● To make a holy card with Our Lady of Lourdes, find a pretty picture on the Internet (Google Image search), print it on card stock and have your child write a prayer on the back. You can even have it laminated if you want -- just take it to an office supply or teacher supply store.
● Take this opportunity to place a holy water font in your home, if you don't already have one. Be sure to pick up a bottle to save your holy water in. You can also make a holy water sprinkler, or have the children work on this if they are safe with a pocket knife. Then each night, make it a practice to sprinkle all of the children -- I do the little ones while they are awake, because they enjoy it, and the older ones while they are asleep, because they need it!
● Play the matching game here ("Mary is Our Mother, too"). While there is no specific image of Our Lady of Lourdes, the focus is on Mary.
● Watch a movie about Our Lady of Lourdes today. There are several out there, but we enjoy "The Song of Bernadette." Young children may enjoy "Bernadette, the Princess of Lourdes."
● And here is an online crossword puzzle about Mary (click on "Mary").
● On Mary's Feast Days I find myself singing her hymns. Teach the children a few of them. This site has a wonderful collection of Mary Hymns, along with the music. Just scroll down and click on one of the song titles. "Immaculate Mary" will be playing in my head all day on Tuesday!
● Prayer to Our Lady of Lourdes:
O Immaculate Virgin Mary, Mother of Mercy, you are the refuge of sinners, the health of the sick, and the comfort of the afflicted. You know my wants, my troubles, my sufferings. By your appearance at the Grotto of Lourdes you made it a privileged sanctuary where your favors are given to people streaming to it from the whole world. Over the years countless sufferers have obtained the cure for their infirmities -- whether of soul, mind, or body. Therefore I come to you with limitless confidence to implore your motherly intercession. Obtain, O loving Mother, the grant of my requests. Through gratitude for Your favors, I will endeavor to imitate Your virtues, that I may one day share in Your glory.February 14 -- St. Valentine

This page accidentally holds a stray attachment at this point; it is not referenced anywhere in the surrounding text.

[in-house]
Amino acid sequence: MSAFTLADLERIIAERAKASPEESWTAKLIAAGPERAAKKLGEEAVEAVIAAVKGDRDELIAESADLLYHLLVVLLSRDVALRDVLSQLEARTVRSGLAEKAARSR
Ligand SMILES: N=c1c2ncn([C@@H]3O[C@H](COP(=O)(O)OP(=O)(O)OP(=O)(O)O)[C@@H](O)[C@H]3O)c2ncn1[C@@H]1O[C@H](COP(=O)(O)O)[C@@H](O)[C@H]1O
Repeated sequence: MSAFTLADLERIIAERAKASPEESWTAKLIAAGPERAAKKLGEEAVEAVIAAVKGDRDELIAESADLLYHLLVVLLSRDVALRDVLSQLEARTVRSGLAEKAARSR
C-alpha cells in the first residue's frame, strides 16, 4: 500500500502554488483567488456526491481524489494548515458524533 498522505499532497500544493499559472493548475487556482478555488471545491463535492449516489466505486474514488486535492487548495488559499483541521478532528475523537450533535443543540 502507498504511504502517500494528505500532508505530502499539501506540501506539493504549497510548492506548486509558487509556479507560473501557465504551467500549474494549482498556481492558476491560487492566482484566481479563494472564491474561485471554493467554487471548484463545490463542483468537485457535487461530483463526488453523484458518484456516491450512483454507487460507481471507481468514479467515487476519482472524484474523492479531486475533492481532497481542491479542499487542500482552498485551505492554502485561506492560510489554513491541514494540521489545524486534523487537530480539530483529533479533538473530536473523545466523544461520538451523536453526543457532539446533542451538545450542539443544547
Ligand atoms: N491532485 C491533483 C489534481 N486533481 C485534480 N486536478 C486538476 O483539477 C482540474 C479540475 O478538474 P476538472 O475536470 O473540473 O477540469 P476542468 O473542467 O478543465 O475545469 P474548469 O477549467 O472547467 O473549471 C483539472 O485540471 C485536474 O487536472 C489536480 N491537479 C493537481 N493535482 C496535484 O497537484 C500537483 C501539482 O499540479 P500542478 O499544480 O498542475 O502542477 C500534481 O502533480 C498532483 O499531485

● For a biography, go here, and some more on the origin of St. Valentine's Day, go here.
● For a Valentine's Day game to play, check this out.
● I've pretty much covered Valentine's Day as a holiday here, but for a Catholic spin on sending Valentines try this.
● From Women for Faith and Family on Valentine's Day:
"When we remember that the heart of Saint Valentine was, like other Christian martyrs, 'pierced' by the love of Our Lord, and he shed his blood for this, it seems appropriate that the red heart is a symbol for this powerful love. We think about the power of the love of God - our love for Him and His for us - to inspire our love for others. It is this kind of love that gives heart (or "en-courages") to faithful Christians to accomplish deeds of extraordinary courage - even unto death - to bring the truth of faith to others. We are reminded, too, that suffering that often accompanies genuine love.
In our Catholic families, we can focus our thoughts, this day, not only in expressing our love for our friends and families (and yes, sweethearts) by gifts and loving greetings; but also in prayer and meditation on Scripture."
● A St. Valentine prayer:
Most Gracious Heavenly Father, You gave Saint Valentine the courage to witness to the gospel of Christ, even to the point of giving his life for it. Help us to endure all suffering for love of you, and to seek you with all our hearts; for you alone are the source of life and love. Grant that we may have the courage and love to be strong witnesses of your truth to our friends and family and to the whole world. We ask this through our Lord Jesus Christ, your Son, who lives and reigns with you and the Holy Spirit, one God, for ever and ever. Amen.